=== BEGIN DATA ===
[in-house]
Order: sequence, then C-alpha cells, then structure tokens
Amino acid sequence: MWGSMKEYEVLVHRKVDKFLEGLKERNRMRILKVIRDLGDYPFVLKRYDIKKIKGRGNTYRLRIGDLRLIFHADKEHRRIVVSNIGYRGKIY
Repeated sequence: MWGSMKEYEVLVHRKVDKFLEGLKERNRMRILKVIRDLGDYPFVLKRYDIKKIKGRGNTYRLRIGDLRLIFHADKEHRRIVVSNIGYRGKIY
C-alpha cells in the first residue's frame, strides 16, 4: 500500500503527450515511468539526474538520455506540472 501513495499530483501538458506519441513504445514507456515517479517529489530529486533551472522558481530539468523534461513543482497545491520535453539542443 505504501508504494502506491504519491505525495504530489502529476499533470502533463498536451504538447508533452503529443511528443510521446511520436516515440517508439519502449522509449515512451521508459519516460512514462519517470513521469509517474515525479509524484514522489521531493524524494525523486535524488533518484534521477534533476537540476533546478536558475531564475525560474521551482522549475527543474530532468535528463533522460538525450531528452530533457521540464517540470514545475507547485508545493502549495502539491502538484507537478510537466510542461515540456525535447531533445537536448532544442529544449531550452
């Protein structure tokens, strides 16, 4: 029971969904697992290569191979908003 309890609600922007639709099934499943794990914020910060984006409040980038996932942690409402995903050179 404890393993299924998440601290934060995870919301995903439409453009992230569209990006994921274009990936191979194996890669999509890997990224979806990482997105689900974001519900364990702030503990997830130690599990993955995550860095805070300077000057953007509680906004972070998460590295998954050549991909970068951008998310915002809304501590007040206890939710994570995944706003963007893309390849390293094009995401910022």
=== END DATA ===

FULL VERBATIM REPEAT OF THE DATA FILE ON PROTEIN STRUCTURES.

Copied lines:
[in-house]
Order: sequence, then C-alpha cells, then structure tokens
Amino acid sequence: MWGSMKEYEVLVHRKVDKFLEGLKERNRMRILKVIRDLGDYPFVLKRYDIKKIKGRGNTYRLRIGDLRLIFHADKEHRRIVVSNIGYRGKIY
Repeated sequence: MWGSMKEYEVLVHRKVDKFLEGLKERNRMRILKVIRDLGDYPFVLKRYDIKKIKGRGNTYRLRIGDLRLIFHADKEHRRIVVSNIGYRGKIY
C-alpha cells in the first residue's frame, strides 16, 4: 500500500503527450515511468539526474538520455506540472 501513495499530483501538458506519441513504445514507456515517479517529489530529486533551472522558481530539468523534461513543482497545491520535453539542443 505504501508504494502506491504519491505525495504530489502529476499533470502533463498536451504538447508533452503529443511528443510521446511520436516515440517508439519502449522509449515512451521508459519516460512514462519517470513521469509517474515525479509524484514522489521531493524524494525523486535524488533518484534521477534533476537540476533546478536558475531564475525560474521551482522549475527543474530532468535528463533522460538525450531528452530533457521540464517540470514545475507547485508545493502549495502539491502538484507537478510537466510542461515540456525535447531533445537536448532544442529544449531550452
């Protein structure tokens, strides 16, 4: 029971969904697992290569191979908003 309890609600922007639709099934499943794990914020910060984006409040980038996932942690409402995903050179 404890393993299924998440601290934060995870919301995903439409453009992230569209990006994921274009990936191979194996890669999509890997990224979806990482997105689900974001519900364990702030503990997830130690599990993955995550860095805070300077000057953007509680906004972070998460590295998954050549991909970068951008998310915002809304501590007040206890939710994570995944706003963007893309390849390293094009995401910022």